|Half a century between photos
22 Jul 2011
Our children were determined that the event should be appropriately celebrated and they did some research. They discovered that, 50 years ago, I was the proud owner of a red Austin Healey 3000. For younger readers, I should explain that this was a high-powered two seater sports car. It was a car I was very fond of, owning it while pursuing my future wife at Oxford at the expense of my academic studies. After we got married, it had to go to make way for more conventional transport, capable of accommodating a growing family. Our two-seated days were behind us.
Last weekend, there was a throaty roar outside the front door and a crunch of gravel. Outside our home was a red Austin Healey 3000. This, I was informed, was a birthday present from the children. I was lost for words. These vehicles are now worth serious money, and while the next generation of Youngs are solvent, I doubted whether they could really afford this extravagance.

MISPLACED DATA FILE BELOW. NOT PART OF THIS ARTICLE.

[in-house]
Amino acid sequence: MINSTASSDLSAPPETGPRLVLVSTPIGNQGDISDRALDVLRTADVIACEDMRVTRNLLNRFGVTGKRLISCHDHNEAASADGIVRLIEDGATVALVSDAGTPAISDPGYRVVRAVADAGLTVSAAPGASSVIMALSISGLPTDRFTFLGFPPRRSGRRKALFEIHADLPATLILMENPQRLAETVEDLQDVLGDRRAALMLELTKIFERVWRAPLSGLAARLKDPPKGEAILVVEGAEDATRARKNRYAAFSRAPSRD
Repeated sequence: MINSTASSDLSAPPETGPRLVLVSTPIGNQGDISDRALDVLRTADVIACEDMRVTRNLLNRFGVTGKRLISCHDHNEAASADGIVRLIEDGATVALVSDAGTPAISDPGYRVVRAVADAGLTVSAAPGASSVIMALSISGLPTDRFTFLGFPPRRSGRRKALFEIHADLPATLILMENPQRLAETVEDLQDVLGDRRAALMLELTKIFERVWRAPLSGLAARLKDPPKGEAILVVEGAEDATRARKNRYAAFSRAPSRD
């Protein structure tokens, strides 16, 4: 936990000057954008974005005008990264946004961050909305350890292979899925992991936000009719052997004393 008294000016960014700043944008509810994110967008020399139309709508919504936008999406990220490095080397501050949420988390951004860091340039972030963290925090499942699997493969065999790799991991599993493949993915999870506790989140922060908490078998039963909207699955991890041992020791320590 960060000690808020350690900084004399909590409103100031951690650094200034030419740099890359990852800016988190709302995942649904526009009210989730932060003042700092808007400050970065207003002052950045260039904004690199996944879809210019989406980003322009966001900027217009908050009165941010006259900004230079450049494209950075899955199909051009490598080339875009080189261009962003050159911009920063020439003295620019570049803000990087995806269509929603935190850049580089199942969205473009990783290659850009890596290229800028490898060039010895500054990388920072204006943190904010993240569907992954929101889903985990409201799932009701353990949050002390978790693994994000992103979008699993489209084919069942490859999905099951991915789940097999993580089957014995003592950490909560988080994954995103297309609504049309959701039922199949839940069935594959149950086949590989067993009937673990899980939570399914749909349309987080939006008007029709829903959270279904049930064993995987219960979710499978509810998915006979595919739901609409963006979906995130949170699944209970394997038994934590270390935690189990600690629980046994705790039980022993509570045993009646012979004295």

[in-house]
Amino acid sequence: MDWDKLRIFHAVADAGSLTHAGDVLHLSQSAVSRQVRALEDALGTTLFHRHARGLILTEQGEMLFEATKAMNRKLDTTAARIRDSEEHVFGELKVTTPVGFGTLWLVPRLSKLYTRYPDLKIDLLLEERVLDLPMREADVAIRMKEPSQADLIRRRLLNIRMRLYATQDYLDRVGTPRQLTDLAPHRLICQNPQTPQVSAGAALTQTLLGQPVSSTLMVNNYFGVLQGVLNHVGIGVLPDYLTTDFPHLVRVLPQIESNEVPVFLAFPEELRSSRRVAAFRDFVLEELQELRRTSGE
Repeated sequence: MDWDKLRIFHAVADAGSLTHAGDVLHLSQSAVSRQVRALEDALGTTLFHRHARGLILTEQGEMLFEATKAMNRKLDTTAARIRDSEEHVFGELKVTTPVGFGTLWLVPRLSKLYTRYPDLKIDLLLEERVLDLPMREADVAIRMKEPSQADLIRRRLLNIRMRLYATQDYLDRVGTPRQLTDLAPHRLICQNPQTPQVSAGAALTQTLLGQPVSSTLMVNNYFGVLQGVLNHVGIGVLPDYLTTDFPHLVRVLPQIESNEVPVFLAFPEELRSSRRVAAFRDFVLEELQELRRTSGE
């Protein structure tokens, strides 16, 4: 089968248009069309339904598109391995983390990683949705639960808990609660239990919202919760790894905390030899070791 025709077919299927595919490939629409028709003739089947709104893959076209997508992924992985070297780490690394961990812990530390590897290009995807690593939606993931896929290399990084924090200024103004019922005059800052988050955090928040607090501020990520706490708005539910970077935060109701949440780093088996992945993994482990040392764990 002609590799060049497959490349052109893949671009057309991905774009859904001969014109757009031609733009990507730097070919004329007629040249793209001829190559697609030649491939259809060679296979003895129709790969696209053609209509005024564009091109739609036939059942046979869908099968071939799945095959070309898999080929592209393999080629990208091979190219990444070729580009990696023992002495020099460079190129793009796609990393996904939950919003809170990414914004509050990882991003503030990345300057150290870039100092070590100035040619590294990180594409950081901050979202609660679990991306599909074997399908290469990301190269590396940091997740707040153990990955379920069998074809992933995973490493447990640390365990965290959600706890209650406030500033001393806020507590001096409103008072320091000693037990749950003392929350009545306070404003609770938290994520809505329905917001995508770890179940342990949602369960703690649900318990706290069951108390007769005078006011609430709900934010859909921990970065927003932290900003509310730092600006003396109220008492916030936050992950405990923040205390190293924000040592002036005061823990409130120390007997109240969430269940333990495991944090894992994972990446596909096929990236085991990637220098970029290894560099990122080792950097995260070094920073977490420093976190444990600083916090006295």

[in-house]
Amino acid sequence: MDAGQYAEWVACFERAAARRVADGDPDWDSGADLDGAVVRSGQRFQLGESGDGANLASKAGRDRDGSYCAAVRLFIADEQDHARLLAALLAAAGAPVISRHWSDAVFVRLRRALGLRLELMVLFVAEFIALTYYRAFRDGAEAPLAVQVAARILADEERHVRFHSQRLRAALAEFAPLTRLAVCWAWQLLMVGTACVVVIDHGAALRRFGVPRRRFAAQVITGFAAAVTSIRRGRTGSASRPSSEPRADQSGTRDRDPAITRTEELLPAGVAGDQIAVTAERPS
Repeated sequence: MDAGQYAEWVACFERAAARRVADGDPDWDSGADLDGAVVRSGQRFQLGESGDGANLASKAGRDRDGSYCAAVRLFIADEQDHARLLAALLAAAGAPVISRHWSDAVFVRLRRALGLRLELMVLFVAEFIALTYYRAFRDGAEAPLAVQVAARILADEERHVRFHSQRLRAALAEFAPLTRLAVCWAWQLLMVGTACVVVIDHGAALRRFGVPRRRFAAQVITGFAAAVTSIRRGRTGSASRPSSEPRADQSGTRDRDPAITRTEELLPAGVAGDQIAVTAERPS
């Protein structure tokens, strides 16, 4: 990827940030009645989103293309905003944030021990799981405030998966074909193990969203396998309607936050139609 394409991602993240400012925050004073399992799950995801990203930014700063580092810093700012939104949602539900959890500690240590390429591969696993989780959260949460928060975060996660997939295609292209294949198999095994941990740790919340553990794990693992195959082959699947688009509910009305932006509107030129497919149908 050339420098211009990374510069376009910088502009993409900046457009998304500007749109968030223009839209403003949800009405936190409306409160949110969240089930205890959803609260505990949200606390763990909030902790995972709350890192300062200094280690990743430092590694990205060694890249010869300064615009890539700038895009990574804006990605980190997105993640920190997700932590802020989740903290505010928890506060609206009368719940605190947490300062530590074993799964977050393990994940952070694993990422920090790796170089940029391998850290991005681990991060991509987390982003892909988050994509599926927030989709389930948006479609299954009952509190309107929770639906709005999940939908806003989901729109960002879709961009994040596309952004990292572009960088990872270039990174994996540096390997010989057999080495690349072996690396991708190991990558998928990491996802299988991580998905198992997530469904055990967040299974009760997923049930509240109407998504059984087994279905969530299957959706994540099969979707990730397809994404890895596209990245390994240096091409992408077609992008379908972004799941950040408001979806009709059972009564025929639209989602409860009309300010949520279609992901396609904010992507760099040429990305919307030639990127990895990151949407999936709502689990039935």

They couldn’t. What they had done was to hire the car for two days, so I could drive to the family home for a birthday party and then drive back. And very nostalgic it was, bowling along the M4 with the wind blowing through our hair, our posteriors but a few inches above the tarmac.
When we got to the party, my wife and I were no longer on speaking terms. Not because the magic had gone out of the marriage, but because the noise of the car rendered all conversation impossible. The decibel count from the engine was like a pneumatic drill, amplified by the rattling of the arthritic joints of the car and the wind.
One takes for granted the advance of technology; brakes that stop you promptly; power-assisted steering; cars that start first time without the choke.
For example, the fuel gauge was binary. It showed the tank as either full or empty. For 100 miles it was full; then I went up a hill and it was empty. Going down the other side it reverted to full again. After 150 miles it oscillated wildly. These things matter, because the fuel it consumes is not sold at every garage. The long forgotten skill of double-declutching had to be resurrected, together with hand signals.
After two days, the car was returned to its owner. A lost moment of youth had been recaptured and old memories revived, as the pictures show. But it was a relief to get back into the family saloon, switch on the radio and relapse into anonymity on the A303.
PS The pictures are shot in the same location. The house has not survived as well as the car or its occupants. It had to be demolished and rebuilt.